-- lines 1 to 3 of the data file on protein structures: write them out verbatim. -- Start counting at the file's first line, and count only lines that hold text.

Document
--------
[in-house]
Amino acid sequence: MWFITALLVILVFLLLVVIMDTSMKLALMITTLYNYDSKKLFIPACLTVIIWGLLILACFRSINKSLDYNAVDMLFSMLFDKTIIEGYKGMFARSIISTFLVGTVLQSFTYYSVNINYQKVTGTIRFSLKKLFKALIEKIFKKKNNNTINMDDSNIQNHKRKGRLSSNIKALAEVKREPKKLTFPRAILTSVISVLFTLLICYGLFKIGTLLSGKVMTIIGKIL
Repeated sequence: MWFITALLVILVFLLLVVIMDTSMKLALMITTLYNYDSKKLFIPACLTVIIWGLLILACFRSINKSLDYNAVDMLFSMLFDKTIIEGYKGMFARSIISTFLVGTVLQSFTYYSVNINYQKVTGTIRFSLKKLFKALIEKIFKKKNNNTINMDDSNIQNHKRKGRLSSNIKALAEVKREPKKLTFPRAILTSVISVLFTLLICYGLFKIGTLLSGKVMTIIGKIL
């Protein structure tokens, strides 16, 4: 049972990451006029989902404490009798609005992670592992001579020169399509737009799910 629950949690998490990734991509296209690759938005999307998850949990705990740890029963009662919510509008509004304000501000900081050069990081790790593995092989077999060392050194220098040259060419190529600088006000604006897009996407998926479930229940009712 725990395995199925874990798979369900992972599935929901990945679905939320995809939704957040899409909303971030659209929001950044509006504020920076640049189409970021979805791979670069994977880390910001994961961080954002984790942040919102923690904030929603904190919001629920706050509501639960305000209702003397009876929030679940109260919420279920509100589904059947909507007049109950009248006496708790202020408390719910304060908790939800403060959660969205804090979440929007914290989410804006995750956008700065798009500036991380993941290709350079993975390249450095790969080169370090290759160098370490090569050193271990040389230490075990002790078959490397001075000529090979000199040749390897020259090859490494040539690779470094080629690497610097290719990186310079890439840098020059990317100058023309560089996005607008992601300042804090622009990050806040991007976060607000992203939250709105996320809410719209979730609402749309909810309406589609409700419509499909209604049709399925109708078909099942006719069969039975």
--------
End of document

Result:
[in-house]
Amino acid sequence: MWFITALLVILVFLLLVVIMDTSMKLALMITTLYNYDSKKLFIPACLTVIIWGLLILACFRSINKSLDYNAVDMLFSMLFDKTIIEGYKGMFARSIISTFLVGTVLQSFTYYSVNINYQKVTGTIRFSLKKLFKALIEKIFKKKNNNTINMDDSNIQNHKRKGRLSSNIKALAEVKREPKKLTFPRAILTSVISVLFTLLICYGLFKIGTLLSGKVMTIIGKIL
Repeated sequence: MWFITALLVILVFLLLVVIMDTSMKLALMITTLYNYDSKKLFIPACLTVIIWGLLILACFRSINKSLDYNAVDMLFSMLFDKTIIEGYKGMFARSIISTFLVGTVLQSFTYYSVNINYQKVTGTIRFSLKKLFKALIEKIFKKKNNNTINMDDSNIQNHKRKGRLSSNIKALAEVKREPKKLTFPRAILTSVISVLFTLLICYGLFKIGTLLSGKVMTIIGKIL